Our Debt Ceiling piece says, "In what seemed almost like a welcome relief from the seemingly permanent ultra-low yield and regulatory reform threats, money funds saw the threat of a Treasury debt ceiling default come and go, all within a matter of weeks in October. Assets fled and attention focused on what to do in the event of a Treasury default, and events unfolded just as they did the last time this overblown scare occurred late in the summer of 2011."
The November issue's lead story continues, "Money market mutual fund asset levels looked like a rollercoaster. (See the chart on page 2.) They had climbed slowly for 3 months straight through the end of September, then plunged by $70 billion in the first half of the month before rebounding strongly (up $60 billion) in the second half of the month. Treasury Institutional and Government Institutional funds drove the outflows, though Prime Institutional funds caught some of the rebound."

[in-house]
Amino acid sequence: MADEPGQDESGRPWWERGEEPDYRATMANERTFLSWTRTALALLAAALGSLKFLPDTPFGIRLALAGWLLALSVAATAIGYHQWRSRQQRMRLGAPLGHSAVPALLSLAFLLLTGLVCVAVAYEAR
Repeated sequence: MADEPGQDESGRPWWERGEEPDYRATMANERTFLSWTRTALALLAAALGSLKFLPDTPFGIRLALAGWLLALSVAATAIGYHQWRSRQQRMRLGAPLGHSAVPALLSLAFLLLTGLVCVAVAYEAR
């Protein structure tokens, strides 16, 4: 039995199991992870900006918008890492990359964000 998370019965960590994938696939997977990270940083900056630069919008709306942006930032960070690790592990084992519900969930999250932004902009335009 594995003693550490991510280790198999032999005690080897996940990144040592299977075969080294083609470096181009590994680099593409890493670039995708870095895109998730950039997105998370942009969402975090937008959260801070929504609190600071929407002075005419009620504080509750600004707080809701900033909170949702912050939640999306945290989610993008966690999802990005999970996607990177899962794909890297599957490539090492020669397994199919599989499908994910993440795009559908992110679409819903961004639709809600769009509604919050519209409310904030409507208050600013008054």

Our "profile" on JPMAM's John Donohue says, "In the latest Money Fund Intelligence, we speak with John Donohue, J.P. Morgan Asset Management's Head of Global Liquidity and Chief Investment Officer. Donohue shares his thoughts on market trends, portfolio strategies and the pending proposals for new money fund regulation. Our Q&A follows."
We write: "MFI: Tell us about JPMAM's history in money funds. Donohue: J.P. Morgan has been a provider of money market funds since 1987, which covers quite a few market cycles. In 2003, we decided to globalize the business and significantly bolster our investment platform, client service and fund management infrastructure. Back then, we had funds in just three currencies (USD, EUR, GBP). Now we have 30 different money market funds in eight currencies (including JPY, AUD, RMB, SGD, CNH) across 28 countries."